As the old saying goes, “there’s nothing more expensive than a free motorcycle.” In this video series, two guys in Kansas picked up a true barn find, a long-disused 1980 Honda Gold Wing GL1100, and you can just smell it from here: this bike is going to be a lot of work!
The bike is the first model year of the redesigned 1100cc horizontally-opposed “flat-four” engine. When Honda introduced the Gold Wing in 1975 it sported a 1000cc flat four-cylinder engine, and it wasn’t until the Interstate model was introduced in 1980 that it became anything like today's touring bike we all know and love. Initially, Gold Wings were naked bikes, with no luggage (not even a windshield!). This poor neglected example of the breed seems at first glance to be one of the naked bikes sold in 1980, but the presence of an onboard air compressor connected to adjustable rear shocks suggests that it is in fact a stripped-down Interstate model.
Anyone who’s ever come into possession of a very old, very neglected motorcycle will recognize several bad signs in this one: the new owners have a lot of trouble moving it around, even after airing up the tires. The brakes are very obviously frozen (and I don’t mean from the cold Kansas winter). The exhaust pipes are not stock, which makes me wonder about the state of the carburetors.
That the backyard builders immediately begin with plans for replacing the suspension without even putting a wrench on the engine’s crankshaft bolt or testing its compression tells me their optimism may outstrip their talent as motorcycle restoration specialists, but hopefully that optimism will carry them through any setbacks they run up against, especially since neither ever learned the right way to pop a bike up onto its center stand.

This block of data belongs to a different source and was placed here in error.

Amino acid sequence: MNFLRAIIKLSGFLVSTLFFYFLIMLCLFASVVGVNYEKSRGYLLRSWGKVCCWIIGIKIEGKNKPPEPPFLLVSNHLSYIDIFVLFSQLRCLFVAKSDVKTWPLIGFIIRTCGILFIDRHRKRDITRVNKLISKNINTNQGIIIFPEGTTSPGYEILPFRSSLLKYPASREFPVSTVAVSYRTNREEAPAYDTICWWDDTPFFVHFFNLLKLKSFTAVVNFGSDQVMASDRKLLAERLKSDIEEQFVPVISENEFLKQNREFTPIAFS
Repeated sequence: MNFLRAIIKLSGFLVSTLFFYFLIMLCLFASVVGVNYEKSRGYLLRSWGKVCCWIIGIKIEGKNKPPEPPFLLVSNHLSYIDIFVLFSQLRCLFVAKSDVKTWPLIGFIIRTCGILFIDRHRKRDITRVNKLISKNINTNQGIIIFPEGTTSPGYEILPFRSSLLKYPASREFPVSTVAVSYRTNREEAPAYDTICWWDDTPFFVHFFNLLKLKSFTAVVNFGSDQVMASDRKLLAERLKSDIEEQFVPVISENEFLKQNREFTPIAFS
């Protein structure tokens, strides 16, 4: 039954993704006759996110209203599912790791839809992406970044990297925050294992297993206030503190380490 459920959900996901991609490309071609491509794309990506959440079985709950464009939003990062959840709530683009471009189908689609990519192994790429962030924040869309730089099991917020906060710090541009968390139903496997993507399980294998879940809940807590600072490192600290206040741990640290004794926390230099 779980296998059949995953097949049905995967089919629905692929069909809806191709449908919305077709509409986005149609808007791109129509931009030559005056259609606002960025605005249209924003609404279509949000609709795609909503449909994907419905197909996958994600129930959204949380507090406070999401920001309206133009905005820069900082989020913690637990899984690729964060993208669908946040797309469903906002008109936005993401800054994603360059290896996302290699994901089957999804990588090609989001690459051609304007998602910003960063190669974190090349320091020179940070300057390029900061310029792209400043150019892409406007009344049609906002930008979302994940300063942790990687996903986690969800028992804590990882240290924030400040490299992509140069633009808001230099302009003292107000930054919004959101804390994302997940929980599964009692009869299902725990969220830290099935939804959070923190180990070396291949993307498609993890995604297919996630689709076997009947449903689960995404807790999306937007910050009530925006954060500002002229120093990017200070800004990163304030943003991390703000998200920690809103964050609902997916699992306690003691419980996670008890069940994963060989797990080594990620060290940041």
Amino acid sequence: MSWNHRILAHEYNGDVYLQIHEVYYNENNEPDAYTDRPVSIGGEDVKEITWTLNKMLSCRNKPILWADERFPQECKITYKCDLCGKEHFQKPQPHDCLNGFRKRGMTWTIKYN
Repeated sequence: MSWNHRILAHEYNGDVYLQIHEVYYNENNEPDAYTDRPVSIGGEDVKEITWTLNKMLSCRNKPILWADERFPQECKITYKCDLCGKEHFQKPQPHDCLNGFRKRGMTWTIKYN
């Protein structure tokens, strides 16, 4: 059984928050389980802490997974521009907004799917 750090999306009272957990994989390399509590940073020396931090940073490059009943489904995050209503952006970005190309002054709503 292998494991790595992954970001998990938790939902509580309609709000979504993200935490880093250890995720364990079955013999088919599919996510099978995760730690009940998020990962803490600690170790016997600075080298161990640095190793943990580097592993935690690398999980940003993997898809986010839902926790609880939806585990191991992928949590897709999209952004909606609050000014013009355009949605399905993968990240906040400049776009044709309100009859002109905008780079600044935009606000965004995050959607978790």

Does anyone else wince when they don’t stop to vacuum the acorns and associated detritus out of the airbox before moving right along with disassembly? It might just be me, but even when I’m working on a very old motorcycle, one of the big rules is: don’t drop anything down the intake. Then they cut the exhaust bolts off and I am not confident they have a plan to get the remainder of the frozen header bolts out of those holes.
All of that and more will be tackled in upcoming episodes, I’m sure. This is going to be a giant learning experience for everyone, the guys in the video and everyone following along watching them, too. It might turn out great, or it might be a train wreck. Either way, it'll be entertaining.
Watch the acquisition video here, complete with questionable trailering practices, as well as the first episode in which they pull the bike out of the back yard and yank off the fenders and “gas tank” (which is really just a cover for that suspension air compressor). Good luck, guys!